Does Coffee Cross-react as Gluten

You may have heard that “coffee cross-reacts as gluten.” Is this actually true? Well, yes and no. This appears to only be true for instant coffee. Let’s discuss.

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Does Coffee Contain Gluten?

Dr. Michael Ruscio: Hi, this is Dr. Ruscio, and let’s discuss if coffee contains gluten. Now, if you’re someone who is suspicious that they’re gluten sensitive or if you have celiac disease, then you’re of course trying to avoid gluten, if not exclusively, at least partially in your life. And with coffee being such a popular beverage, knowing if coffee does or does not contain gluten is actually fairly important to making sure that you do a good job with the dietary aspect of your healthcare picture.

Now, it’s often cited that coffee can cross-react with gluten. And I recently came across a paper—and I think it’s the paper that actually substantiates this claim—and there’s a clarification I’d like to make. Coffee, in this study, did cause a cross-reaction with gluten. So it triggered a gluten response, but only instant coffee, and only because the instant coffee was contaminated with trace amounts of gluten. When pure coffee, or not instant coffee, was assessed, there was no reaction.

So I think this is very important for everyone to be aware of. If you like coffee, if you enjoy coffee, and you have non-celiac gluten sensitivity or you’re celiac or you’re just noticing an aversion to gluten, you don’t have to worry about non-instant coffee. Instant coffee may be a problem. But regular coffee, regular espresso does not seem to be a problem, at least according to this one study, which I believe was the keynote study that substantiated this.

We’re currently undergoing a review of the literature. If we find any other contradictory information, I will report back, but I’m fairly confident that this is the one study where this information stems from.

[time lapse]

Hey, this is Dr. Ruscio. Went through the review of the literature on this issue, coffee reactivity with gluten, and we did not find any other papers that found that coffee itself cross-reacts with gluten. So it does appear that it is gluten contamination served in instant coffees that causes cross-reactivity. Again, this is important because many people may avoid coffee in an unneeded fashion because of a mis-referencing of the original study that coffee cross-reacts with gluten. But after again going through a comprehensive review of the literature on this, we did not find any other papers that supported this.

Now, this does not mean that coffee is a good idea for every person. Some people do not do well with coffee. People who have reflux may have reactions to coffee. People that have irritable bowel syndrome may have a negative reaction to coffee. People who are prone towards fatigue or brain fog or fuzzy thinking or even anxiety may not do well with coffee. So I ask my patients a simple question, do you notice you feel better or worse when you drink more or less coffee?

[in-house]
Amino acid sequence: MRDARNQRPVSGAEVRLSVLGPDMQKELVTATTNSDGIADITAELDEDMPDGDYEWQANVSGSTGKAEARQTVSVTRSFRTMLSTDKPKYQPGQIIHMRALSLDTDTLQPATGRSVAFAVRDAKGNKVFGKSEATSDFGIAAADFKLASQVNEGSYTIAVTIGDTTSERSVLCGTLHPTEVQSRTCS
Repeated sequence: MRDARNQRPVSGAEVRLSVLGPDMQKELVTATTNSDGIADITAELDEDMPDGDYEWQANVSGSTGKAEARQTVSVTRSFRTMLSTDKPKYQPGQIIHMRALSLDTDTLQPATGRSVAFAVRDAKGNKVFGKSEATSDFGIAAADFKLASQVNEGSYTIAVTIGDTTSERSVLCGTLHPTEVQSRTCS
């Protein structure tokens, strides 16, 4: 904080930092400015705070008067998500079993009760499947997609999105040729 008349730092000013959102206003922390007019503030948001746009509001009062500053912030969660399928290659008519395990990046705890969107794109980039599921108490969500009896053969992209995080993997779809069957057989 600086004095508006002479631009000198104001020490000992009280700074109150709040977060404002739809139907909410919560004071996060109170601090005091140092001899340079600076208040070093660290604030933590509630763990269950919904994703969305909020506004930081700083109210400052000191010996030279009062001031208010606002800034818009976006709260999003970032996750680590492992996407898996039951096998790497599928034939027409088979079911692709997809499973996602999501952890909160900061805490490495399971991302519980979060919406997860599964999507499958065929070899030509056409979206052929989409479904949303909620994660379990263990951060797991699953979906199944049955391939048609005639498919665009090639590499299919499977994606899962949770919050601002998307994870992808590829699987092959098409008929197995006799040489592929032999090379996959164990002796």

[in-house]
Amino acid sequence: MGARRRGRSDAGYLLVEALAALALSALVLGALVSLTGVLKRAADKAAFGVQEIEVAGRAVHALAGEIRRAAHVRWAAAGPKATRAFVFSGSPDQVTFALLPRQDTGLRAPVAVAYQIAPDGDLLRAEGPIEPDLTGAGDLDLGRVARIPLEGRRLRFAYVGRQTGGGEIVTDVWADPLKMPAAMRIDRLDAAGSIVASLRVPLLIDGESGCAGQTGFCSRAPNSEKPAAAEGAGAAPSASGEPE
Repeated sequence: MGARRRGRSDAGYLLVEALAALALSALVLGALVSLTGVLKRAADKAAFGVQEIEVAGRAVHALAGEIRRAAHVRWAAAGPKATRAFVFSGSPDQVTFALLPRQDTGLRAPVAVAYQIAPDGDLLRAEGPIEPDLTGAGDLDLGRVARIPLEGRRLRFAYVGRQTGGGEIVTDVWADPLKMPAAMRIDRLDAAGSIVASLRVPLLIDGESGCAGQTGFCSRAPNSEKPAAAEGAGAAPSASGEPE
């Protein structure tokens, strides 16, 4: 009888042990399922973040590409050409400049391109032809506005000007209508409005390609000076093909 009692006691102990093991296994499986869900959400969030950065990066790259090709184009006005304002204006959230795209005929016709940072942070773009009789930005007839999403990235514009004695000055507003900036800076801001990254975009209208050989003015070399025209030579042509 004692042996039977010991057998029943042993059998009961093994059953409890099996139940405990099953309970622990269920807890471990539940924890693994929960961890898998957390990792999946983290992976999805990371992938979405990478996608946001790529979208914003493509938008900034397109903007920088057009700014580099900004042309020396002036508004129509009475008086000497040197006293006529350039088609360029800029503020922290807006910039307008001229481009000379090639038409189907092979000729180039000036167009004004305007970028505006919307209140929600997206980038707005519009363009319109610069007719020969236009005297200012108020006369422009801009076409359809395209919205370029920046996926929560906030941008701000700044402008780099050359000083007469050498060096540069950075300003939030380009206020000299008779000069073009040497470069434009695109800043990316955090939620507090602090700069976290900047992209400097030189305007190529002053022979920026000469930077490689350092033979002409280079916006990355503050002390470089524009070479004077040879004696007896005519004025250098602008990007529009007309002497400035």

If people notice no negative changes when they drink more coffee, then usually I don’t take issue with that. But if they say, yeah, if I have more than two cups in a day, my brain gets foggy, I get anxious, I can’t sleep well, I get bloated, I get reflux, I get looser stools, then we’ll have them perform a few weeks off of coffee and see how they do. And this is a very simple exercise to go through to see if you do better or worse on coffee. Some people are drinking coffee and do not do well or does not agree with their system and they truly do feel better coming off it most of the time. Not to say you can never have coffee if you go through an elimination and then notice if you feel better. But you may want to not make it a dietary staple if you notice you feel better off of it.

And there’s also two components of this which is, is it the coffee itself or is it the caffeine? Some people, it’s the caffeine; other people, it’s the coffee. So if you’re going to run this experiment, I would run the experiment by coming off of coffee and all caffeine. I know it could be tough if you’ve been on a significant dose, you may want to slowly wean yourself off. Get yourself to none. Give yourself a week or two. You may not feel great especially the first few days. Give yourself a week or two, see how you feel, if you feel better then there you go. If you’re not sure, bring the coffee or the caffeine source back in, see how you respond. And if you notice any kind of negative symptomatic regression that correlates with that, then you may want to only make coffee and/or caffeine an occasional treat. Again, it doesn’t mean you have to avoid it exclusively. But if you notice you don’t feel well on it, you may want to make it a rare occasion type of endeavor rather than something that you do on your day in and day out.

So anyway, this is Dr. Ruscio, we just wanted to address this question of coffee and gluten. And good news for coffee drinkers, coffee lovers, myself included in that, is that there does not appear to be cross-reactivity, but rather it is contamination with gluten in instant coffee only.

This is Dr. Ruscio, and I hope this information helps you get healthy and get back to your life. Thanks.

What do you think? I would like to hear your thoughts or experience with this.

Dr. Ruscio is your leading functional and integrative doctor specializing in gut related disorders such as SIBO, leaky gut, Celiac, IBS and in thyroid disorders such as hypothyroid and hyperthyroid. For more information on how to become a patient, please contact our office. Serving the San Francisco bay area and distance patients via phone and Skype.

Discussion

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